This article or section should specify the language of its non-English content, using ((lang)), ((transliteration)) for transliterated languages, and ((IPA)) for phonetic transcriptions, with an appropriate ISO 639 code. Wikipedia's multilingual support templates may also be used. See why. (May 2019)
Native toNepal
RegionRapti Zone, Rolpa and Rukum Districts
Dhaulagiri Zone, Baglung District, Karnali
EthnicityWestern Magar
Native speakers
210,000 (2011 census)[1]
Official status
Official language in
No official status
Language codes
ISO 639-3Variously:
kif – Eastern Parbate Kham
kgj – Gamale Kham
kip – Sheshi Kham
kjl – Western Parbate Pang
ELPGamale Kham
This article contains IPA phonetic symbols. Without proper rendering support, you may see question marks, boxes, or other symbols instead of Unicode characters. For an introductory guide on IPA symbols, see Help:IPA.

Kham (Nepali: खाम भाषा)—narrowly defined—is a complex of Sino-Tibetan, specifically Magaric languages spoken natively in the highlands of the Rolpa and Rukum districts of Rapti and the westernmost part of Baglung district in Dhawalagiri Zone and Karnali region by western clans of the Kham Magar tribes, called collectively western Khams.[citation needed] Randy LaPolla (2003) proposes that Kham Magar and Dhut Magar may be part of a larger "Rung" group.[citation needed] However, both may ultimately go for separate ethnic identity as they have distinct linguistic and cultural barriers.

Geographical distribution

Ethnologue lists the following location information for the varieties of Kham.

Eastern Parbate Kham (dialects: Bhujel Kham, Nishel Kham) is spoken in the following villages of Baglung District, Dhawalagiri Zone.

Western Parbate Kham (dialects: Takale, Maikoti, Mahatale, Lukumel, Wale, Thabangi)

Taka-Shera is considered to be the center of the Western Parbate Kham variety.

Gamal Kham (dialects: Tamali, Ghusbanggi)

Gamal Kham is spoken in the western hills of Gam Khola, in Gam, Jhyalgung, Chalbang, Tamali, Dangadhara, Sheram, Ghusbang, Huiching, Guwakholagau, Maulabang, and Kuipadhara villages.

Sheshi Kham (dialects: Tapnanggi, Jangkoti)


Watters (2002:12) classifies the Kham dialects as follows.




Taka dialect[2] of Western Parbate Kham has 22 consonant phonemes while Gamale Kham possesses around 29 to 30 consonant phonemes.

Bilabial Alveolar Lateral Palatal Velar Glottal
Plain labial–velar
Nasal voiceless ŋ̊
voiced m n ŋ
Plosive voiceless p t k ʔ
voiced b d ɡ
Affricate voiceless t͡s
voiced d͡z
aspirated t͡sʰ
Fricative voiceless s ɬ ç h
voiced z
Rhotic ɾ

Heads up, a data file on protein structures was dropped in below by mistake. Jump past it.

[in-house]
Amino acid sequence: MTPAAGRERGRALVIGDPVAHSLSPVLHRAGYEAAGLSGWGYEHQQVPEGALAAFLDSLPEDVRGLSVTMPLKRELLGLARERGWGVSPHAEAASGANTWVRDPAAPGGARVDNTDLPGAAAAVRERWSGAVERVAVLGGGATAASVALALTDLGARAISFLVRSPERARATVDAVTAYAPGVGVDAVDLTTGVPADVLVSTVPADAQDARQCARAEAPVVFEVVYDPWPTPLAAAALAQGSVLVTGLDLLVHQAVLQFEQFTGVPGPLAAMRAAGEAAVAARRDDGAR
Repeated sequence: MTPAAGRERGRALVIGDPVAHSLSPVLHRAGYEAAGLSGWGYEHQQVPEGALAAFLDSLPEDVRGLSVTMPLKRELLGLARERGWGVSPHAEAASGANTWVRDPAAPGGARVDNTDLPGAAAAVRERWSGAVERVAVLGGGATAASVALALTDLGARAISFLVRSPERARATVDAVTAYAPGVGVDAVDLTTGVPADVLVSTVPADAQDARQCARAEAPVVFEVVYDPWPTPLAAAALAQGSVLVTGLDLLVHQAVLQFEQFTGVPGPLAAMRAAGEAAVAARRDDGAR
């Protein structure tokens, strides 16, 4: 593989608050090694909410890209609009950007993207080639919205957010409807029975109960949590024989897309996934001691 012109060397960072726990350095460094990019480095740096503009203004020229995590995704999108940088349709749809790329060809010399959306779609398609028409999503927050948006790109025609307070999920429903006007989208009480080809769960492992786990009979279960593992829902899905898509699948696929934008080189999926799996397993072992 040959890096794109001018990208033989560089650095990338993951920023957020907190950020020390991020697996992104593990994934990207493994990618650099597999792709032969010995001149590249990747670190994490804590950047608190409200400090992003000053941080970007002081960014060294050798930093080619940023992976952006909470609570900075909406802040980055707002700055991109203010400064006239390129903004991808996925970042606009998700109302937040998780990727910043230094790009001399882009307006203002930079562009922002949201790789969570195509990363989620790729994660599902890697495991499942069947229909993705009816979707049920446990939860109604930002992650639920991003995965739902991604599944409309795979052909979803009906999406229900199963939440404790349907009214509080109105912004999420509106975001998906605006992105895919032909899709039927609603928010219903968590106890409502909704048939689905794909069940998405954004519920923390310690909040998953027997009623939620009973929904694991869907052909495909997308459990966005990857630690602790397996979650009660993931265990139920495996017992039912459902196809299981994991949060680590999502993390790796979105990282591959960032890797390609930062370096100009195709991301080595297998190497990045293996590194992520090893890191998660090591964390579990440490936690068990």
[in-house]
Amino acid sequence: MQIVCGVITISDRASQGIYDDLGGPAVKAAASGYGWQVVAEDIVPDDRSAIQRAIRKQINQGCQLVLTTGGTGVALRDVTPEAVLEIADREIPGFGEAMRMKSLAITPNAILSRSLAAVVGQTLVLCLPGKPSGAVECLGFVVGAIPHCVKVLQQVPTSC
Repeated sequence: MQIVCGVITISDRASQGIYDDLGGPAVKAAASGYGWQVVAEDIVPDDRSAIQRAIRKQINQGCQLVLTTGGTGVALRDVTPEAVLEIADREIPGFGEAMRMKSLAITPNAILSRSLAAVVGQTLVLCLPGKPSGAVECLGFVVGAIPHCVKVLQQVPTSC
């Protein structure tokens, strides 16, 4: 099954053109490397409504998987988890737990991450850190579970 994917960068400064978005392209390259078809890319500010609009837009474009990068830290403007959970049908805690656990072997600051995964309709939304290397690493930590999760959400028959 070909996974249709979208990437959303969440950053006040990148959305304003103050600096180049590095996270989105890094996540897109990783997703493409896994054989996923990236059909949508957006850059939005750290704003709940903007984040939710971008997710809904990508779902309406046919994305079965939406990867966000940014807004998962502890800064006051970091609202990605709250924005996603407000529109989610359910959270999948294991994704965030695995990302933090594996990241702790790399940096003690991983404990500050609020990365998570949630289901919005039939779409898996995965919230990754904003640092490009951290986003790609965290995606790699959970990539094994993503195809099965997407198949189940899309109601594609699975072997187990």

Approx. plain l j
labial voiceless ɥ̊ ʍ
voiced ɥ w


Taka dialect of Western Parbate has 25 vowel phonemes.

  Front Central Back
unrounded rounded unrounded rounded
short long nasal short long short long nasal short long nasal short long nasal
Close i ĩː y   ɯ ɯː ɯ̃ː u ũː
Mid e ẽː ø øː ə əː ə̃ː   o õː
Open mid ɛ      
Open   ɐ ɐː ɐ̃ː  


See vocal registers.



1 2 3 4 5 6 7 8
Deva. ज़[4] झ़ न्ह म्ह व़ ह्ल ह्व ह्व़
trans. z zh nh mh hl hw hẏ
IPA z zV̤ ɥ ɬ ʍ ɥ̊
/kə/ /kʰə/ /ɡə/ /ɡə̤/ /ŋə/
/t͡sə/ /t͡sʰə/ /d͡zə/ /d͡zə̤/ /nə/
/tə/ /tʰə/ /də/ /də̤/ /nə/
/tə/ /tʰə/ /də/ /də̤/ /nə/
/pə/ /pʰə/ /bə/ /bə̤/ /mə/
/jə/ /rə/ /lə/ /wə/
/çə/ /sə/ /sə/ /hə/
क्ष त्र ज्ञ
/t͡sʰə/ /trə/ /ɡjə/


Vowels for Parbate Kham[2]
Devanagari Roman IPA
a ə
ā ɐ
i i
इ़ ü y
u u
उ़ ï ɯ
e e, ɛ
ए़ ø ø
ai əj
o o
au əw
h, ḥ
◌̃ ◌̃ː
◌̃, ṅ, n, ṇ, ñ ◌̃ː, ŋ, n
, . °, , ' ◌ː

Vowels for Gamale Kham

Orthography इ/ई उ/ऊ अं अः अँ ॱअ
Roman a ā i/ī u/ū e ai o au aṃ aḥ ã a'
IPA ə ɐ i u e, ɛ əj o əw ə̃ ə̤ ə̃ əʔ


Proto-Kham has been reconstructed by Watters (2002). Proto-Kham reconstructions from Watters (2002: 443–456) are given below.

A. Body parts
B. Pronouns/kinship terms/nouns referring to humans'
C. Foodstuff
D. Animal names or animal products
E. Natural objects or phenomena; the inanimate landscape; vegetable and mineral kingdoms
F. Artifacts and social organization
G. Spatial/directional
H. Numerals and quantifiers
I. Verbs of utterance, body position or function
J. Verbs of motion
K. Verbs of emotion, cognition, perception
L. Stative verbs with human patients
M. Stative verbs with non-human patients
N. Action verbs with human agent

Further reading


  1. ^ Eastern Parbate Kham at Ethnologue (18th ed., 2015) (subscription required)
    Gamale Kham at Ethnologue (18th ed., 2015) (subscription required)
    Sheshi Kham at Ethnologue (18th ed., 2015) (subscription required)
    Western Parbate Pang at Ethnologue (18th ed., 2015) (subscription required)
  2. ^ a b c Watters, David E., 1944- (2004). A dictionary of Kham : Taka dialect (a Tibeto-Burman language of Nepal). Kathmandu: Central Department of Linguistics, Tribhuvan University. ISBN 99933-52-65-9. OCLC 62895872.((cite book)): CS1 maint: multiple names: authors list (link)
  3. ^ Wilde, Christopher P. (2017-06-01). "A Phonological Comparison of Gamale, Sheram and Ghusbang – Three Kham Varieties". Journal of the Southeast Asian Linguistics Society. 10 (1): 67–90. ISSN 1836-6821.
  4. ^ Wilde, Christopher P. (2016). "Gamale Kham phonology revisited, with Devanagari-based orthography and lexicon". Journal of the Southeast Asian Linguistics Society. ISSN 1836-6821.